Chinese cultivated by school system to be selfish egoists

Source:Global Times Published: 2016/11/21 18:53:40

An article in your newspaper discussed China's lack of generosity this month. Chinese people have become wealthy in the last 40 years, so it is interesting they are being named one of the least generous countries in the world.

In fact, being rich does not necessarily mean being generous. Frankly speaking, living in China for over 20 years, I admit that Chinese are always reluctant to "help a stranger," "donate money" or "volunteer." Charitable giving is much less frequent in China than in developed countries. Rich people are more willing to spend money on some unnecessary luxury items rather than on helping those in need.

Education should be blamed for this. While community activities are an important part of teenagers' lives in some developed countries, Chinese students are always discouraged from "wasting" their time on those "meaningless" activities. Serving the community can offer no help to improve performance in academic exams, and thus is regarded as a "waste of time."

As a result, many Chinese students are "cultivated" into egoists. They are unwilling to volunteer or donate when they grow up and become rich. Worse still, they have never realized that this is not OK.

The author argues that he often finds a strong degree of "friendliness" and "goodwill" in China. Chinese are known for their hospitality. But such hospitality is selective. It is true that some people are warmhearted to foreigners with decent clothes and manners, but meanwhile they are less willing to help those from rural villages. Being indifferently treated is nothing unusual for rural villagers who stay in cities.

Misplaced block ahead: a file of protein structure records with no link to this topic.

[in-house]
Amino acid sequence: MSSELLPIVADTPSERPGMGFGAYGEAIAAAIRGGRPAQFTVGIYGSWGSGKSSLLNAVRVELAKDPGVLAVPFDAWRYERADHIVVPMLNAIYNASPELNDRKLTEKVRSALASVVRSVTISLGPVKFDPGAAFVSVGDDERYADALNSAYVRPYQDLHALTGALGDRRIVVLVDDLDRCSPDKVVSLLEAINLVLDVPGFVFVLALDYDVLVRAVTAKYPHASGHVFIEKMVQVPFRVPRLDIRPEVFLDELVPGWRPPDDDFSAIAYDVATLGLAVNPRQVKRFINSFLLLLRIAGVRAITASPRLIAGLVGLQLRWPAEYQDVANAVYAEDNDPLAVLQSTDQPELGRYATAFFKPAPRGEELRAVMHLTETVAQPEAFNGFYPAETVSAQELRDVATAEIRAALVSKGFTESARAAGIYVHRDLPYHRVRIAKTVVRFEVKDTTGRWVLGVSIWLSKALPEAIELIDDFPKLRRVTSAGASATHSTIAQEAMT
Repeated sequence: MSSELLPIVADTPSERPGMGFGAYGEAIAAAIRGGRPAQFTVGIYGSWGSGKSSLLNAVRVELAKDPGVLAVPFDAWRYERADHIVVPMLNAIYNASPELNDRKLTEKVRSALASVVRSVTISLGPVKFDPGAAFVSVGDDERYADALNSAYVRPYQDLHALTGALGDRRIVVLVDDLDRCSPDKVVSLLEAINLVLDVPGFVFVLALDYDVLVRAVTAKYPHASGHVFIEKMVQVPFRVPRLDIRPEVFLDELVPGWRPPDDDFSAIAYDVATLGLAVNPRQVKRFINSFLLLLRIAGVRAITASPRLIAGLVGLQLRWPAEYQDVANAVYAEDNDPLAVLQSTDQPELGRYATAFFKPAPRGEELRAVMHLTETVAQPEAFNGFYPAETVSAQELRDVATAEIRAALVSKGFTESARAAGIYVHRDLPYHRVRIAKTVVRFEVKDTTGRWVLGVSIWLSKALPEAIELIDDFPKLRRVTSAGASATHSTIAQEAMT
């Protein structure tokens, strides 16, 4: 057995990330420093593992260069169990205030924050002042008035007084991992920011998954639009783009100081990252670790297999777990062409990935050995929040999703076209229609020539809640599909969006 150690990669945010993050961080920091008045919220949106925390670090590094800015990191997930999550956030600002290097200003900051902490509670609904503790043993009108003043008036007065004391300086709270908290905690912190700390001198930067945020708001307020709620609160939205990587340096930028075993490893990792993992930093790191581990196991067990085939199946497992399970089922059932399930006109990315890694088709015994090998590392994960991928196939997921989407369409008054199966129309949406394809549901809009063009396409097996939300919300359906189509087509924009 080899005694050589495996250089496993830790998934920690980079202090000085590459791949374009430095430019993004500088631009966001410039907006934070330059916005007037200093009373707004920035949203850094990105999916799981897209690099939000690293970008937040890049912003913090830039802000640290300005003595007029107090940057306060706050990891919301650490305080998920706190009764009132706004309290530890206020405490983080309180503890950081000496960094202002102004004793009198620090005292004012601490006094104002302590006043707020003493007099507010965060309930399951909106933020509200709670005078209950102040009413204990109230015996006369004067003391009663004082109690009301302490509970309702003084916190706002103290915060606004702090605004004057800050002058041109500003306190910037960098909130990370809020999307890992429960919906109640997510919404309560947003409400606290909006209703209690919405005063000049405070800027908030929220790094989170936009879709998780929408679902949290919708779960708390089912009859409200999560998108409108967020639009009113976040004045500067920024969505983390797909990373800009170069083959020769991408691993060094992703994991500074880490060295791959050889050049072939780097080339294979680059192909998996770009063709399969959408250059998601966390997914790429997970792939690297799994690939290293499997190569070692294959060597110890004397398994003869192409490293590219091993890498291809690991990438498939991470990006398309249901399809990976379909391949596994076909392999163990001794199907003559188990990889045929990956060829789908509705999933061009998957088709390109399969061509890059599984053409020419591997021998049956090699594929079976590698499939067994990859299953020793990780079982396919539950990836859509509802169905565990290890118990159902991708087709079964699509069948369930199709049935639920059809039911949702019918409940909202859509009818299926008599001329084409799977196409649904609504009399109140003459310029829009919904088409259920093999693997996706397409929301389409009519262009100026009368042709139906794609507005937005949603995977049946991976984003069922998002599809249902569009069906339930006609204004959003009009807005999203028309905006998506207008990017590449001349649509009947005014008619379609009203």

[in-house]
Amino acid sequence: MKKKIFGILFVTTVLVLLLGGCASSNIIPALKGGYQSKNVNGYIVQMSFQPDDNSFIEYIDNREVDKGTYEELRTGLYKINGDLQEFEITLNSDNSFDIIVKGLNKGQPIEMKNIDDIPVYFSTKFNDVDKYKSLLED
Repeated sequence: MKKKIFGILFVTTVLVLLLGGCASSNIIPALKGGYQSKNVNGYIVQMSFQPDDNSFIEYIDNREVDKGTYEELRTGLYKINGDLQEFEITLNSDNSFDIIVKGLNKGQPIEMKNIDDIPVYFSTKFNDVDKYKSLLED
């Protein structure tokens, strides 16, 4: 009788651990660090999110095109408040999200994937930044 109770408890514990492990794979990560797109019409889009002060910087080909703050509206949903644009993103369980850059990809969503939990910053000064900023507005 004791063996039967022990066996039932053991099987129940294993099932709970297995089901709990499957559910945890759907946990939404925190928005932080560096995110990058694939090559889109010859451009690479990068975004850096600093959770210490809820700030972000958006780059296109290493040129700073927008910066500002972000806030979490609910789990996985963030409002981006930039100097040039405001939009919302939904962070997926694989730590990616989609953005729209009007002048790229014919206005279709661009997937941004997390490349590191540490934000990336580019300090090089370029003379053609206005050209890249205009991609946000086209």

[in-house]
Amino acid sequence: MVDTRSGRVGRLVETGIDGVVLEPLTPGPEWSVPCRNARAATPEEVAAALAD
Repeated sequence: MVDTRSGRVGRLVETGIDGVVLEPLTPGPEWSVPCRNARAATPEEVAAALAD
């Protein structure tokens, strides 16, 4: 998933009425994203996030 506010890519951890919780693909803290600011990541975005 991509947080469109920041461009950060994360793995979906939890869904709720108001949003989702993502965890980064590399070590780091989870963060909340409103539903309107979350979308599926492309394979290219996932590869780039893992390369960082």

Having little access to charitable giving is another reason for China's bottom-of-the-barrel ratings in the CAF Charitable Giving Survey. There are few charity agencies in Chinese cities, even in big metropolises such as Beijing and Shanghai.

The situation is quite different in developed countries. I have stayed in the UK, which is the most generous country in Europe according to the CAF, for one and a half years. It is very easy to find charity organizations there, be it in big cities or small towns. There were two Oxfam branches and an aid and development charity fighting global poverty within just 10 minutes' walk of the place where I stayed. The presence of these charity organizations will encourage people to donate.

Regrettably, I have found no similar agency in Beijing. "I want to donate my clothes and other stuff to children from rural areas, but I can find no access," a friend of mine complained. "As a result, I have to discard my package of clothes near the garbage bin," she sighed. It is a pity that the development of charity organizations in China lags so far behind developed countries.

What's worse, the public is increasingly suspicious of China's charities following the Red Cross scandal. Distrust discouraged many warmhearted people from donating.

To address the above issues, utilitarianism must be eliminated in China's education. Teachers and parents should encourage students to give and to spend time on community events, rather than focusing entirely on study.

Easier access to reliable charities is also important to lift China's ratings in the CAF survey. The presence of charities will create an atmosphere encouraging people to donate, and authorities should put more efforts in this regard.

Meanwhile, it is urgent that charities crack down upon corruption and restore their reputation in China.

Liu Xiaomei, a freelance writer based in Beijing

Posted in: LETTERS

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